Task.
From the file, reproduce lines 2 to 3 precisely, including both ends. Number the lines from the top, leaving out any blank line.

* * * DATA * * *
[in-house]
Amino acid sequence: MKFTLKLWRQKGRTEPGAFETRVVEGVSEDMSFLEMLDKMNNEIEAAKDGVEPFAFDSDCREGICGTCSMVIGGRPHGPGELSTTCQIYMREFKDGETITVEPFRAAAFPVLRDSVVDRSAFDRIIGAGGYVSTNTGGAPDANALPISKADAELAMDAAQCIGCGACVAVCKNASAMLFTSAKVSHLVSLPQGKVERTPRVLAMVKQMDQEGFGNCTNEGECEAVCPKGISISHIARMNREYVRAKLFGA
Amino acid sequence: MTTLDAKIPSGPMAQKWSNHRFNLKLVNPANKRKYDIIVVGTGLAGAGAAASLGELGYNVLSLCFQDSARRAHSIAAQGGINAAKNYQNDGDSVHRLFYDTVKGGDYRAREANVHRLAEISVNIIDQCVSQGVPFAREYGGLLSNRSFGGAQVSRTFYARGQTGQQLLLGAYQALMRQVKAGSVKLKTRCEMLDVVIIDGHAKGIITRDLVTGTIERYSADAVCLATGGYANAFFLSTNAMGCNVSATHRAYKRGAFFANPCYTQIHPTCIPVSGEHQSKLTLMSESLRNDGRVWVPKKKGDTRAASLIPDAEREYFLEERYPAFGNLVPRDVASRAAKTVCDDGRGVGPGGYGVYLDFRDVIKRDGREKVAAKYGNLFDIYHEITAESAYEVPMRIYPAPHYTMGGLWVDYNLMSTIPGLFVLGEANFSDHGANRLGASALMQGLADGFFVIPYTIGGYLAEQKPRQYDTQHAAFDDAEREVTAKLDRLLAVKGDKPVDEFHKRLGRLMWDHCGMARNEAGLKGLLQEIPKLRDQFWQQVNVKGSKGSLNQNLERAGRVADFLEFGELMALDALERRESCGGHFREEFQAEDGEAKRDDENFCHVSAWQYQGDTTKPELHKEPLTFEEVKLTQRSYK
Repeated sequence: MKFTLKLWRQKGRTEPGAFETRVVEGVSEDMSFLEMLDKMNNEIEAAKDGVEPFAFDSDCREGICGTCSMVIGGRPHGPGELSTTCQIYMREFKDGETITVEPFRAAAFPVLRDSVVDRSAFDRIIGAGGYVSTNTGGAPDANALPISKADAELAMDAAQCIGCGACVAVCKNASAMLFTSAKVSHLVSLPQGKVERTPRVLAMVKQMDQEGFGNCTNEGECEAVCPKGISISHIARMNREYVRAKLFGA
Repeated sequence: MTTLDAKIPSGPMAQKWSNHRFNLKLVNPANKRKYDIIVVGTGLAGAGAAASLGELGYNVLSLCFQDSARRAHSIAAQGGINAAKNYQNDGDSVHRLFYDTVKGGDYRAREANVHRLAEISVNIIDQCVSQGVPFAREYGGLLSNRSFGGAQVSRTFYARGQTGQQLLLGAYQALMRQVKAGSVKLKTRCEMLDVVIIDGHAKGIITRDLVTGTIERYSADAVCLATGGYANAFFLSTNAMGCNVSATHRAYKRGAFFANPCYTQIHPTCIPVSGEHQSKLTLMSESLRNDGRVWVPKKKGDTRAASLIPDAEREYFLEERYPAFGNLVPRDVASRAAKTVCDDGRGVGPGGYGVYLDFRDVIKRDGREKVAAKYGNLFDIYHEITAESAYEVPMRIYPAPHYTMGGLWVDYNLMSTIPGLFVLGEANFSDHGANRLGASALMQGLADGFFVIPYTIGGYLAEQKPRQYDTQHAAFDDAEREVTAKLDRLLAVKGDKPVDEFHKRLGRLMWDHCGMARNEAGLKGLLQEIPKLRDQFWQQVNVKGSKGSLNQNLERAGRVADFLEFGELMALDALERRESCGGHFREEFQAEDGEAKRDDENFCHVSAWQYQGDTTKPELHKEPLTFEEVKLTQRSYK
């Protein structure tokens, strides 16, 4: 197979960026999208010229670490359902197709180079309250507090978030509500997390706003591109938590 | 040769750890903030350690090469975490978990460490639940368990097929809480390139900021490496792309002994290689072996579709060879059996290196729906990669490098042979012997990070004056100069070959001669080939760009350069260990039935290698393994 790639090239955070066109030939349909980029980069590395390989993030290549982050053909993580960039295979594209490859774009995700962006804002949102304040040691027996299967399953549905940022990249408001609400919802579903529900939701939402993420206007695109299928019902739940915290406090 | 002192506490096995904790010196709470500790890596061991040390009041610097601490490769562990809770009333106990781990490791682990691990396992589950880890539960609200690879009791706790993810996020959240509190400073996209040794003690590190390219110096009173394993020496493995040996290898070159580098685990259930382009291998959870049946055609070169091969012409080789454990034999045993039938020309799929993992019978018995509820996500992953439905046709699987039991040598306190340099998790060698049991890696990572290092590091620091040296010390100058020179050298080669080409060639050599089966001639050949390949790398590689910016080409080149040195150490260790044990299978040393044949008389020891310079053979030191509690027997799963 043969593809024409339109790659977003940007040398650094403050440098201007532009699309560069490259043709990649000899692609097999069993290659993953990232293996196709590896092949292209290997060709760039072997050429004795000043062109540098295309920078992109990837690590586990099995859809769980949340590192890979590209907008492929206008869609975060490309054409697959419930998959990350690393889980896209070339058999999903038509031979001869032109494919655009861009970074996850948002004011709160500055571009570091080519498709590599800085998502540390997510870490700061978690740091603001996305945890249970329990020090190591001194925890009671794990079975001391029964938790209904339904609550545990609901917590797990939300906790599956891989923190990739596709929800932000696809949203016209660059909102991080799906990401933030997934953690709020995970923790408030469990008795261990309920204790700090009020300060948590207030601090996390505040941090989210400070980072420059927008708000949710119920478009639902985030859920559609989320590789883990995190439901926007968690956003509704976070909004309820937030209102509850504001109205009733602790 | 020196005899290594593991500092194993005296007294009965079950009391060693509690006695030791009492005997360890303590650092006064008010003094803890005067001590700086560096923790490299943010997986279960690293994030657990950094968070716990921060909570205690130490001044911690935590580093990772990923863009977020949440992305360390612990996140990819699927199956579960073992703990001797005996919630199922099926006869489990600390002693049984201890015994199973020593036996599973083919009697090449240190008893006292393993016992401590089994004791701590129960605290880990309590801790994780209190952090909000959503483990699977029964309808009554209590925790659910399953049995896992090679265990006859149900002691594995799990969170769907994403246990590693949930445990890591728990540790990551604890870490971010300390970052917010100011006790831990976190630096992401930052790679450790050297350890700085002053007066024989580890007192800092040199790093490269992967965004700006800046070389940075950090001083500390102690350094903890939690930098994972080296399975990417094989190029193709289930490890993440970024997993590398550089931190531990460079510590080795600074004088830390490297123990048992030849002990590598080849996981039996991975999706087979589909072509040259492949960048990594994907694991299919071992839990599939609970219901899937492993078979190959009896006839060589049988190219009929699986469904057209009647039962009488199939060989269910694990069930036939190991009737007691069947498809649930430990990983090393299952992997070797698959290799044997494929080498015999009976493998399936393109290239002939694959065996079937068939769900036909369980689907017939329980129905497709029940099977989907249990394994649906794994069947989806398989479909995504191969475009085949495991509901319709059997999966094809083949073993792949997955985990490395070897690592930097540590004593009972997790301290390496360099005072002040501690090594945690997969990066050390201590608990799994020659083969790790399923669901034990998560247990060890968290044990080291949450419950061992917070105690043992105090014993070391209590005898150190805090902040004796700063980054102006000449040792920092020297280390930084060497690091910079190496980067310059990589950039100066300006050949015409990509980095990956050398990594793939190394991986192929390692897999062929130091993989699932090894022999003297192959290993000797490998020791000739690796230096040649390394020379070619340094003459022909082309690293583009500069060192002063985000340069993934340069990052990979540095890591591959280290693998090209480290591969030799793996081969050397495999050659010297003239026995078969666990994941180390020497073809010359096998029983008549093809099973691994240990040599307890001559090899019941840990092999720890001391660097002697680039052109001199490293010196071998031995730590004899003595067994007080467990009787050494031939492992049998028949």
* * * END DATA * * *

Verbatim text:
Amino acid sequence: MKFTLKLWRQKGRTEPGAFETRVVEGVSEDMSFLEMLDKMNNEIEAAKDGVEPFAFDSDCREGICGTCSMVIGGRPHGPGELSTTCQIYMREFKDGETITVEPFRAAAFPVLRDSVVDRSAFDRIIGAGGYVSTNTGGAPDANALPISKADAELAMDAAQCIGCGACVAVCKNASAMLFTSAKVSHLVSLPQGKVERTPRVLAMVKQMDQEGFGNCTNEGECEAVCPKGISISHIARMNREYVRAKLFGA
Amino acid sequence: MTTLDAKIPSGPMAQKWSNHRFNLKLVNPANKRKYDIIVVGTGLAGAGAAASLGELGYNVLSLCFQDSARRAHSIAAQGGINAAKNYQNDGDSVHRLFYDTVKGGDYRAREANVHRLAEISVNIIDQCVSQGVPFAREYGGLLSNRSFGGAQVSRTFYARGQTGQQLLLGAYQALMRQVKAGSVKLKTRCEMLDVVIIDGHAKGIITRDLVTGTIERYSADAVCLATGGYANAFFLSTNAMGCNVSATHRAYKRGAFFANPCYTQIHPTCIPVSGEHQSKLTLMSESLRNDGRVWVPKKKGDTRAASLIPDAEREYFLEERYPAFGNLVPRDVASRAAKTVCDDGRGVGPGGYGVYLDFRDVIKRDGREKVAAKYGNLFDIYHEITAESAYEVPMRIYPAPHYTMGGLWVDYNLMSTIPGLFVLGEANFSDHGANRLGASALMQGLADGFFVIPYTIGGYLAEQKPRQYDTQHAAFDDAEREVTAKLDRLLAVKGDKPVDEFHKRLGRLMWDHCGMARNEAGLKGLLQEIPKLRDQFWQQVNVKGSKGSLNQNLERAGRVADFLEFGELMALDALERRESCGGHFREEFQAEDGEAKRDDENFCHVSAWQYQGDTTKPELHKEPLTFEEVKLTQRSYK